Thursday, 1 October 2015

Being in Opposition


It has been an eventful couple of weeks in Parliament with a new leader for the Labour Party and key votes to reform the welfare system and make Trade Unions more democratic. 

But the annual Party Conference season is now underway and next week Jeremy Corbyn will have to deliver his first party conference speech as leader of the Labour Party.  I was previously an adviser to two leaders of the opposition.  Firstly Michael Howard in the run up to the 2005 election and then David Cameron as he emerged from obscurity to become the leader of the Conservative Party.  

Being Leader of the Opposition is a gruelling task.  It is a big leap for any backbench MP to suddenly assume such a role.  You are under constant scrutiny from the media.  It is a struggle to get everyone in your own party singing from the same song sheet.  When things go wrong, people you thought were on your side turn on you.  If you don't get things right within the first few months, then perceptions about you start to set.  You are under constant pressure to react to everything in the news and just attack the Government which makes it hard to develop your own agenda.  You also have to get by with just a handful of key advisers who keep the show on the road and do not have access to all the resources that the Civil Service offer Government.  Jeremy Corbyn has all this to look forward to.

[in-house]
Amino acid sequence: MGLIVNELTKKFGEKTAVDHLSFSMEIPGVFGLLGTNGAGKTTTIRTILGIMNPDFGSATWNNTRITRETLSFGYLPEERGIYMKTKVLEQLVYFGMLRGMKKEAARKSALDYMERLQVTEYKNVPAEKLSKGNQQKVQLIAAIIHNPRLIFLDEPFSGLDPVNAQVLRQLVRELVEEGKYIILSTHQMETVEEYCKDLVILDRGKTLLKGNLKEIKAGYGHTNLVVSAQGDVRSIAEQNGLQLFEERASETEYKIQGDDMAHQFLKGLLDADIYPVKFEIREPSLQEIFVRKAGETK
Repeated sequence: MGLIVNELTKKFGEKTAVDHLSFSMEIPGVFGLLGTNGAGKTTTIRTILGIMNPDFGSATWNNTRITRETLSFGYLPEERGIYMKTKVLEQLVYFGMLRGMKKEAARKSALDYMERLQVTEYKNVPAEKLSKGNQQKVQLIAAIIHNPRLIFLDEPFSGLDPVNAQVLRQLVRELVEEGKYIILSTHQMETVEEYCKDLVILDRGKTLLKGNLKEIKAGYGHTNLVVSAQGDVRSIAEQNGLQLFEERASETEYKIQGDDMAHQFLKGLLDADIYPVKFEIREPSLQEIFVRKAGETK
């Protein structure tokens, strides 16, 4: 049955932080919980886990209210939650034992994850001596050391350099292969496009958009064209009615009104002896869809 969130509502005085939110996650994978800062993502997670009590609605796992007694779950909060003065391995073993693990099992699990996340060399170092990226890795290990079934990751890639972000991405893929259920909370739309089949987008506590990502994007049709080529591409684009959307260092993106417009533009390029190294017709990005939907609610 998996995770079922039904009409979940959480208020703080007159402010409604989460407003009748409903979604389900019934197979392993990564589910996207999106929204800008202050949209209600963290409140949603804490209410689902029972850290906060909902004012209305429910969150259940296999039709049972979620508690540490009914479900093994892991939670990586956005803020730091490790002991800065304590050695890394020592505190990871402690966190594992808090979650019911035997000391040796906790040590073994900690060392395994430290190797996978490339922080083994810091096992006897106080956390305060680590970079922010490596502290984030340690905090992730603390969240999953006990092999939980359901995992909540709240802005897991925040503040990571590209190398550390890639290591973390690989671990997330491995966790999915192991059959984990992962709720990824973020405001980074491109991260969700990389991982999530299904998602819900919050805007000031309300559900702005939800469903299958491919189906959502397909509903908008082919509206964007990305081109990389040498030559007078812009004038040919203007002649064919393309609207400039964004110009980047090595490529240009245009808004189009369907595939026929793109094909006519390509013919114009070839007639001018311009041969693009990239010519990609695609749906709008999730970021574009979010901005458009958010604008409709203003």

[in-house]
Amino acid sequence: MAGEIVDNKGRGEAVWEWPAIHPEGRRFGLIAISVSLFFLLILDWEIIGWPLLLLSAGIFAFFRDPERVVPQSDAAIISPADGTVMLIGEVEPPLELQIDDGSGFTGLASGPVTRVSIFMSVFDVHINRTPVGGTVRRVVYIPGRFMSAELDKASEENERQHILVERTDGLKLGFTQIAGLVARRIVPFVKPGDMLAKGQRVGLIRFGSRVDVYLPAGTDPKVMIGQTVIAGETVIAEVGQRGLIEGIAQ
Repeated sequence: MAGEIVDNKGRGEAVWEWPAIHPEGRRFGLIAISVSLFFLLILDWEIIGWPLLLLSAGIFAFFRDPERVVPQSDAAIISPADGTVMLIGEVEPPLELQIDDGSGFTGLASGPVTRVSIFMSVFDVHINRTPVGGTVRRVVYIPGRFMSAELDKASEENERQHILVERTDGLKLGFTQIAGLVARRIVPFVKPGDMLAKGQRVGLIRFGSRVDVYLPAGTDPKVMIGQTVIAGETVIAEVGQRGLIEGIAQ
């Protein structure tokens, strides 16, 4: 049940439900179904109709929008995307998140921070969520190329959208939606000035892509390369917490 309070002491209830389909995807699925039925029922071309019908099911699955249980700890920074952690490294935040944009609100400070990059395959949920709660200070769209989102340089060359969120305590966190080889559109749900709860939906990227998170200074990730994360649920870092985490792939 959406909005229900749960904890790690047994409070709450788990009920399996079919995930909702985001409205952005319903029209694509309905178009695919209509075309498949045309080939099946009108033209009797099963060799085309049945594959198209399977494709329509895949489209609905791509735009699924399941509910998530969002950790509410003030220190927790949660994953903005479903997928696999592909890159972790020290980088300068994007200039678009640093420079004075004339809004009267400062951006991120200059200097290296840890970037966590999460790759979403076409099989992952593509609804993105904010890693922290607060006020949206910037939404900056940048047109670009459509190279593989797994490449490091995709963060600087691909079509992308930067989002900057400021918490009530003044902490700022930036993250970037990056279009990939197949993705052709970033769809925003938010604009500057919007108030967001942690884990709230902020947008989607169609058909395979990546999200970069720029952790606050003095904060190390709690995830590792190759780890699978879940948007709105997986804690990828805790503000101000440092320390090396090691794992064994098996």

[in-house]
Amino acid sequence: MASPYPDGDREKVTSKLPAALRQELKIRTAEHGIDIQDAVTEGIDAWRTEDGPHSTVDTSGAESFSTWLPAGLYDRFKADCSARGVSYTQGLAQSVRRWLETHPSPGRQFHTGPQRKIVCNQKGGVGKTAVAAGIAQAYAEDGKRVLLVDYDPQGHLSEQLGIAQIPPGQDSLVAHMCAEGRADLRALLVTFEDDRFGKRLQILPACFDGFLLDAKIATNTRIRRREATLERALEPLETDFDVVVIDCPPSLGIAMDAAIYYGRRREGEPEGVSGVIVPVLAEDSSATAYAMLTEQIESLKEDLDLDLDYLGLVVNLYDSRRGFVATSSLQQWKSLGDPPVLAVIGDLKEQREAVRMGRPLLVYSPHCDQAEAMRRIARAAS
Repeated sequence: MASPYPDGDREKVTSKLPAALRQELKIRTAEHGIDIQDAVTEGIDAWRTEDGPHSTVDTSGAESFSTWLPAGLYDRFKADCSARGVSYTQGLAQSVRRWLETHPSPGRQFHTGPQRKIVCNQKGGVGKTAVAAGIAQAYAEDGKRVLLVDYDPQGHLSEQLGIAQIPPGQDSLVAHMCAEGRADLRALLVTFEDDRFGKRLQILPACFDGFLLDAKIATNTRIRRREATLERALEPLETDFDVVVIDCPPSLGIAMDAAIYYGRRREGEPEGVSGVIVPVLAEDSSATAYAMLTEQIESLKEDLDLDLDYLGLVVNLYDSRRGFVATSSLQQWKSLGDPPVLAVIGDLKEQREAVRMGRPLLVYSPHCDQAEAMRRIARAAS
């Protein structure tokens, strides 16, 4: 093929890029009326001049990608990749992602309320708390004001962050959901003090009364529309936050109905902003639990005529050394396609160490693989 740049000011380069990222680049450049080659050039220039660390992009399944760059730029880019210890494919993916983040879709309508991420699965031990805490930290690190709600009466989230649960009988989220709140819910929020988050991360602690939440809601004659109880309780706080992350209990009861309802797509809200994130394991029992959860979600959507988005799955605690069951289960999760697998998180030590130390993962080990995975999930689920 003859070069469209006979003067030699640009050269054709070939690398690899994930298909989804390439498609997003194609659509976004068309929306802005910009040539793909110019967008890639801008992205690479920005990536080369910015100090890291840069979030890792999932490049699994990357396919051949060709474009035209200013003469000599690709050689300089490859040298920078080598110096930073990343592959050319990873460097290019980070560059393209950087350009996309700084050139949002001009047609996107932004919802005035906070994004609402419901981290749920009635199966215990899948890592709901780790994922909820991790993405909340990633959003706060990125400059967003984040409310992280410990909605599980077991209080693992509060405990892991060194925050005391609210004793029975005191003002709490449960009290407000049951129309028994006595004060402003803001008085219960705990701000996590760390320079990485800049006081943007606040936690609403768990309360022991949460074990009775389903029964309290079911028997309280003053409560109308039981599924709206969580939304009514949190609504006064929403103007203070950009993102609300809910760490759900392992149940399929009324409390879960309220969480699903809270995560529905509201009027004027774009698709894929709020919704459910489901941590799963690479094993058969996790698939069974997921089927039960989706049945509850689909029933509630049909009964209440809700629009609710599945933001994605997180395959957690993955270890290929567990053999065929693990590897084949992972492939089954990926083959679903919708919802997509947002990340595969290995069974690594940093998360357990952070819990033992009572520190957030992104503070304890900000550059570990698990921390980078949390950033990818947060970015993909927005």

However, our system is designed to make being Leader of the Opposition difficult.  It should be a testing ground for would be Prime Ministers to sort out the wheat from the chaff. The job is tough but it gets no easier if you go on to be elected Prime Minister.  Those who think they can do the job need to be tested.  Being Leader of the Opposition either makes them or breaks them.  Time will tell what it does to Jeremy Corbyn, but it's been a bit of a shaky start.